And then I am bucked off, my pelagic steed roars away, another tramples my head and I am ridden over by a stampede and I swim after them, swim into them, swim with them. No reins, no saddles on any of us.

Water is sculpted into an assault weapon. I am the target. We weave around each other. It gets a grip, throws me to the mat, I twist and wriggle free, half-thrown, spitting water. We circle and eye each other, but I blink first.

I always blink first.

The littoral is warfare, the front line of battle, and I wish to cross no-man’s land – to defect. I watch and count, as close to the interface as possible, which only I can master, then swift Tarzan strokes, I reach out and grab the railing, my timing immaculate, that touch of the ocean Celestial’s blessing that is my gift, I use the momentum and abandon my post.

The beach is there, the water scoops me up and instead of smashing me down into the sand I rise in elegance and I am gently placed on my feet and I walk easily and smoothly out of the breaker like an avatar of the ocean, and I am reborn to the land, and lose all my grace and certainty.

I probably stub my toe on a stone shortly thereafter.

*********************************************************************************************************************************************************

 Thanks to Suzie Dods (SF Dolphin Club) for input and swim friendship.

Third part of an occasional series, about what it means to be a real ocean swimmer.

Part 1: The Reverie of Cold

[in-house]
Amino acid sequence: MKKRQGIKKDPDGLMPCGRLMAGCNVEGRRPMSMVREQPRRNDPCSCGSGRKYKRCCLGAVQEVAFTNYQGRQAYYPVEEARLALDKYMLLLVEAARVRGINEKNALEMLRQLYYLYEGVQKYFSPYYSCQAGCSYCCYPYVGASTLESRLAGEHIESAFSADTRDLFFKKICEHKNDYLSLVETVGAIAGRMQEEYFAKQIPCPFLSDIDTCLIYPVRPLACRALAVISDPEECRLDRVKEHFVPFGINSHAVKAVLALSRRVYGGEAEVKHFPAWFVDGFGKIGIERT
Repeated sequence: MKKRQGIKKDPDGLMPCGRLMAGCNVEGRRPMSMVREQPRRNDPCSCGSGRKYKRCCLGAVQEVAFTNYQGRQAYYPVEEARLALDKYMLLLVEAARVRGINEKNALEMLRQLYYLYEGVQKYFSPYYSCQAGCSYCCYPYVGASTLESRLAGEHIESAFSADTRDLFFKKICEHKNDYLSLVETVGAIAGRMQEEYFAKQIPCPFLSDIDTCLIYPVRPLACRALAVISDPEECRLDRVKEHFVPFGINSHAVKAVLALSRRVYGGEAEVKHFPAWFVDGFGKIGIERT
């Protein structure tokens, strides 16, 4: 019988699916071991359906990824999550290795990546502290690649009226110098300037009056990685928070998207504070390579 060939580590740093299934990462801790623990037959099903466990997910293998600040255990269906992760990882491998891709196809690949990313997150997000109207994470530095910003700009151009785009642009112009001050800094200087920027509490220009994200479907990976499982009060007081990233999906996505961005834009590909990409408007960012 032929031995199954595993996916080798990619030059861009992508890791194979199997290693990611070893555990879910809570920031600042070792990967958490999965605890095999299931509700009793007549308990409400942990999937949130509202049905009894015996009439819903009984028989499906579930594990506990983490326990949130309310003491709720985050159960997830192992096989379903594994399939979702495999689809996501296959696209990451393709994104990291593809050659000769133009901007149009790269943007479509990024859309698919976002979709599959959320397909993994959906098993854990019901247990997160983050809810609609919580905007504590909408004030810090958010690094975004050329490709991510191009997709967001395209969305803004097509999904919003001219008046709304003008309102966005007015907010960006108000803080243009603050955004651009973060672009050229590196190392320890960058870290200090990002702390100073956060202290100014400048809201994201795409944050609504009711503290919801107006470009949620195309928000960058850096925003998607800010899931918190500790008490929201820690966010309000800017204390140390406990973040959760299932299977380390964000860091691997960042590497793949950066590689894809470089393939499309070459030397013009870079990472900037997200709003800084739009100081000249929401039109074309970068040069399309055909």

Part 2: In the Depths, The Stars


Categories: open water

Spanish swimmer stays on blocks at World Champs to hold minute's silence for Barcelona victims

New Zealand Herald Swimnews - Wed, 23/08/2017 - 09:19
A Spanish swimmer sacrificed his own race in the final of the Masters World Championships in order to honour the victims of the Barcelona terror attacks.14 people were killed and 130 injured on Thursday when a driver deliberately...
Categories: other swimnews

Resultados de la 8ª Etapa Copa de España

Disputada la octava etapa de la III Copa de España de Aguas Abiertas en la preciosa localidad de Mijas, la competición entra ya en su fase decisiva. La VI Travesía a Nado Steelives Torreón—Cala de Mijas, organizada por el Ayuntamiento de esta localidad malagueña, Steelives y el CN Mijas, nos dejó un fin de semana lleno de emoción.
Categories: federation

J. Aznar: "Hay que prepararse mucho mentalmente"

Tres triunfos en tres partidos disputados y clasificación directa para los cuartos de final. Ese es el inmaculado balance de nuestra selección juvenil femenina en el Europeo de Novi Sad hasta la fecha. Las chicas de Javi Aznar esperan rival para el jueves y antes de la gran cita hemos hablado con el seleccionador para que nos dé sus impresiones.
Categories: federation